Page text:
A Break in The Moshpit Pt. 2

By Jake Brandenstien

September 25. The last time I conversed with my friend, Nate Offerdahl, owner of Westside Bowl, was when I got a call from him on March 14 informing me the venue’s two-year anniversary show, which my band, We, The Creature was supposed to play, was canceled due to the COVID-19 pandemic.
Half a year has passed since and my sense of time has been scrambled like an egg over high heat – this event feels like yesterday to me, yet simultaneously far away. So much has happened.

I contacted Offerdahl and asked if he would like to meet and discuss the current state of Westside Bowl.
I pulled into the parking lot of Westside on September 25 at about 3 p.m.
When I stepped into the building, the staff told me Offerdahl was running a few errands and would return shortly.

I sat outside to wait on the wood-floored front patio and admired the nice weather, where I was eventually joined by Offerdahl.
–Offerdahl and I returned inside, where he showed me to a table near the main stage and bowling alleys. The venue was jarringly silent, with no sounds of bowling balls striking the pins and knocking them down and no bands on stage announcing to the crowd “ok, we’re going to play one more” and the audience yelling with enthusiasm and raising toasts in response.
Although this visit was not the same as others, the memories of the venue’s energy were everywhere.

A bittersweet sense of nostalgia washed over me as I looked around and experienced the now familiar feeling of stepping into my second home. Offerdahl and I pulled our chairs out and sat down to discuss six months ago, now and the time in between.
“When we first announced on the 15 of March that we had to close, I was very concerned about what we were going to do,” Offerdahl said.
“Shortly thereafter, we started that ‘pay it forward’ program with the pizza, which really took off and kept us open.”

The “pay it forward program” was first introduced by local Youngstown bands, Rebreather and DAGGRS on the week of the first stay-at-home order. The two bands would pay for a certain amount of pizzas, allowing lucky incoming callers to acquire a pizza on the house. Other regulars took interest immediately, paying for anybody looking to grab a bite. The concept caught on like a wildfire and has been going strong ever since.

Offerdahl says pizza is still the most popular item on the venue’s menu.
Westside Bowl, in collaboration with downtown Youngstown restaurant, Space Kat, created the ‘jerk chicken’ pizza, which Offerdahl says has been selling very well.

From live venue to live streaming.

Jimmy Niemczura runs sound for the bands at Westside Bowl and is currently operating the livestream performances.

I asked him about the differences between the livestream shows and the regular concerts.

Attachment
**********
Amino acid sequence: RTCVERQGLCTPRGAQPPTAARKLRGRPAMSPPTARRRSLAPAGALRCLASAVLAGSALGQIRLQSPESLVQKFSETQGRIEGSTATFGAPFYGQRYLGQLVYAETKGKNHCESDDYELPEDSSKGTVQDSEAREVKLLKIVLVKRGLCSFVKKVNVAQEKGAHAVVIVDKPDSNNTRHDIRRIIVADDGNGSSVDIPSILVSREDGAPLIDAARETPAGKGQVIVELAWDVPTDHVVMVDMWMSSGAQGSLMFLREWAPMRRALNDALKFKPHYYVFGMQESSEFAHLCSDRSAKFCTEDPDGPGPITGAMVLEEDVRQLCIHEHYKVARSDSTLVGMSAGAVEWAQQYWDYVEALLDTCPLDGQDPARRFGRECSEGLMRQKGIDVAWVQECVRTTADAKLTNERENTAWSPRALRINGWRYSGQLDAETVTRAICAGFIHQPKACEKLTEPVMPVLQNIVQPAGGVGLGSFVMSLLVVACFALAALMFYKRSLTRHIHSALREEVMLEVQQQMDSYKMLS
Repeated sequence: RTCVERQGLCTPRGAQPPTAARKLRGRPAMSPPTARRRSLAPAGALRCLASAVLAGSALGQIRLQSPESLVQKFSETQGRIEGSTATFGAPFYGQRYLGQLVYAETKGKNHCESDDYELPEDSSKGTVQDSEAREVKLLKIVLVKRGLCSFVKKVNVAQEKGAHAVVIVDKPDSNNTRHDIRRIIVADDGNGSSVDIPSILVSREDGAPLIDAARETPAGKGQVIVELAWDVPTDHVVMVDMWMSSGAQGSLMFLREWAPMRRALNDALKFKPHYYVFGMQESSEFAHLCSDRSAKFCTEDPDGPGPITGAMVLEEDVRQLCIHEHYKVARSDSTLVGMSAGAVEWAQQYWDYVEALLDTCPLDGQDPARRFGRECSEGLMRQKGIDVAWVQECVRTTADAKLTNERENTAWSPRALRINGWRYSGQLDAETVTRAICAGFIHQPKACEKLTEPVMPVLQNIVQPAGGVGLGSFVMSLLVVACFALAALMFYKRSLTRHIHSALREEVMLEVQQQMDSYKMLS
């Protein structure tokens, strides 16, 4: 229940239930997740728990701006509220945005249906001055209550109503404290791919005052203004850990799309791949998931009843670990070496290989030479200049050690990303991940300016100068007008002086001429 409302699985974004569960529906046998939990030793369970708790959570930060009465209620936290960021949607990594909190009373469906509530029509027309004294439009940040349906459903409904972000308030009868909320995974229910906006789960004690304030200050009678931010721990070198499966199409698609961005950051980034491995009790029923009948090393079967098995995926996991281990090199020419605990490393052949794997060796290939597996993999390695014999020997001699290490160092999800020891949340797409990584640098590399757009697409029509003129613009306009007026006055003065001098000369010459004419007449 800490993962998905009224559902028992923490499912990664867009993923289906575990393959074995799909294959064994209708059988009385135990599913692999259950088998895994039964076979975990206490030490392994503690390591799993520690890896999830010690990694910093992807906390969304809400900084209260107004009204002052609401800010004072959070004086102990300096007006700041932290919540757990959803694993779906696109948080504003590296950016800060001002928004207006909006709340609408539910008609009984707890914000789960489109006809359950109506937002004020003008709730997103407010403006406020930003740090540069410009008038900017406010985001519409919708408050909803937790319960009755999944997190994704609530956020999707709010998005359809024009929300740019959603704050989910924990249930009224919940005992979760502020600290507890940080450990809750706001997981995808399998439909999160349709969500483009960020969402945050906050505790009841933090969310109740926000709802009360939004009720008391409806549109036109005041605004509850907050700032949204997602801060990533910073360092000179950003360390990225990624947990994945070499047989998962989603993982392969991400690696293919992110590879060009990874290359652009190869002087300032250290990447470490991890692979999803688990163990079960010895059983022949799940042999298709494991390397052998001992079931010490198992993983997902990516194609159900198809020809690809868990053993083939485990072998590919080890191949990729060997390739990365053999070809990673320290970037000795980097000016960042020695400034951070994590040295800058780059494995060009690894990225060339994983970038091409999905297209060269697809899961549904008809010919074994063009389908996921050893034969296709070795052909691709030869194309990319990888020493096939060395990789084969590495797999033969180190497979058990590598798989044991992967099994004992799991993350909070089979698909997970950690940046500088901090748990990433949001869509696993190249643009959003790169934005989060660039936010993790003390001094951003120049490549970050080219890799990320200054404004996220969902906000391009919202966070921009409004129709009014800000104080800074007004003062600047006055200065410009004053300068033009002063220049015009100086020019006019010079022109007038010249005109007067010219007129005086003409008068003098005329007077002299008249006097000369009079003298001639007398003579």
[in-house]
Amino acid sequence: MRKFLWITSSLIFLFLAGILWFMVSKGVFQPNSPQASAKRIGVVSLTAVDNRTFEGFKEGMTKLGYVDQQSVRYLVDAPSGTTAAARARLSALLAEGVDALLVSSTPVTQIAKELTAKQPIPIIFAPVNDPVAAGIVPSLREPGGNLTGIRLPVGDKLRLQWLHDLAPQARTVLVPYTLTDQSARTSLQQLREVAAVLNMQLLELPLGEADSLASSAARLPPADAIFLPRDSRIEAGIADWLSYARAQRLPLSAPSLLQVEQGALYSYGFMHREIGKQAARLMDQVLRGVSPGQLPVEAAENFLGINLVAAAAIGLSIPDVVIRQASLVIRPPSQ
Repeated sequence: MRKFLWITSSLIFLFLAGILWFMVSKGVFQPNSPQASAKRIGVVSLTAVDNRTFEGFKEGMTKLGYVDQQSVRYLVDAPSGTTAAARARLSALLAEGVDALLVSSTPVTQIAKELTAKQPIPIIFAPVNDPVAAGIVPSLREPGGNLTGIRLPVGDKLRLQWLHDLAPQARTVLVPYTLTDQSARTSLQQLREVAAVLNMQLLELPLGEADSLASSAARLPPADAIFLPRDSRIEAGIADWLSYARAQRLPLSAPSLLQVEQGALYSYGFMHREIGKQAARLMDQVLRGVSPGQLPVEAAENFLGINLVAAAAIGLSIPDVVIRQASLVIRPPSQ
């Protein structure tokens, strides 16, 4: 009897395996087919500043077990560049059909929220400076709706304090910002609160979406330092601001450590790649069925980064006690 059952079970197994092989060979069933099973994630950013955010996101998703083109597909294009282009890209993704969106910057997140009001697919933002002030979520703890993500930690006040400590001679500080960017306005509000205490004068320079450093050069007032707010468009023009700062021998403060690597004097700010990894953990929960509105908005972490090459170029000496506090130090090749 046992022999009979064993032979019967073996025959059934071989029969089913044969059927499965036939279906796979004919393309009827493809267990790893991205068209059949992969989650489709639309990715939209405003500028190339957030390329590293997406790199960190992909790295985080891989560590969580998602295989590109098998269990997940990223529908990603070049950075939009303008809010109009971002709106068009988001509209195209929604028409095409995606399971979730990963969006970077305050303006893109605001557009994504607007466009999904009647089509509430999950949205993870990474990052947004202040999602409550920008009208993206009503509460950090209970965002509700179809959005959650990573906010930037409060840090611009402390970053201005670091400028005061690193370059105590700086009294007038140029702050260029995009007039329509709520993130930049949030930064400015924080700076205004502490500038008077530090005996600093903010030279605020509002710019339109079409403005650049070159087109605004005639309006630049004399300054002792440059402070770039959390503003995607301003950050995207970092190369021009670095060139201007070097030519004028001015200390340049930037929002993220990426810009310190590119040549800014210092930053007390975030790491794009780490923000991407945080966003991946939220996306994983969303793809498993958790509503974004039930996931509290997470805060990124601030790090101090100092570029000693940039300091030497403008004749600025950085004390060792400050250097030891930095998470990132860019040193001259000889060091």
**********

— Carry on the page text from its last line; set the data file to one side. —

“Really the only big difference is the crowd not being there. Otherwise, everything else gets set up pretty much the same,” Niemczura said.

He also added that Westside Bowl typically hosts one band at a time for its livestream events, so there’s no real rush to get people moving gear as there might be during a live venue performance.

Local Youngstown band, Hawktopus performed one of these livestream shows for Westside Bowl over the summer; they played a fantastic set and the quality of the stream was excellent.
I met up with Tiger Hewitt, the guitarist, to ask him what he thought of performing via this medium.

“I really had no idea what to think about it. It felt really good after the fact … During the performance, it was a weird thing,” Hewitt said.

Offerdahl said that the reception to the livestream performances has been positive, even though it’s not quite the same as a regular show.

An exterior view of Westside Bowl on Mahoning Avenue. Photo courtesy of Jake Brandenstein

Next steps for Westside.
I asked Offerdahl what the next steps for Westside Bowl were.
“We’re transitioning weather-wise as we slide into October,” Offerdahl said.
“Up to this point, it’s been carry-out only, and in the last two months we’ve had some seating outside. With the weather changing we’re going to have to start bringing folks in, or they’re not going to come – no one wants to sit outside when it’s 30 degrees.”
Offerdahl added the venue will probably start offering bowling a few weeks after transitioning to indoor activities.

As for shows, Westside is starting to look at the spring for scheduling shows. However, they may do some in-person solo acoustic-type shows outside or inside for the rest of the year, depending on what the venue is comfortable with.

Offerdahl said that they would like to take a slow approach to offering live, indoor events again so they can be in a good position next spring as opposed to rushing anything.
Despite the troubles endured in 2020, the sense of community in Youngstown has not left.
“It was soul crushing to have that anniversary show get canceled,” Offerdahl said. “But by the generosity of others, we have made it through a very difficult time”.
After exchanging goodbyes, I went back home and got a text from a friend. He invited me to go to …  Westside Bowl.

We met that night and spent some time outside in the new seating area. It was a cool evening and other people were there enjoying drinks and feasting on some pizza.
The wash of nostalgia and the feeling of the venue’s untouched spirit returned as I sat back and listened to some weirdo pop tunes from the 1980s [the B-52s, to be specific], feeling strangely optimistic.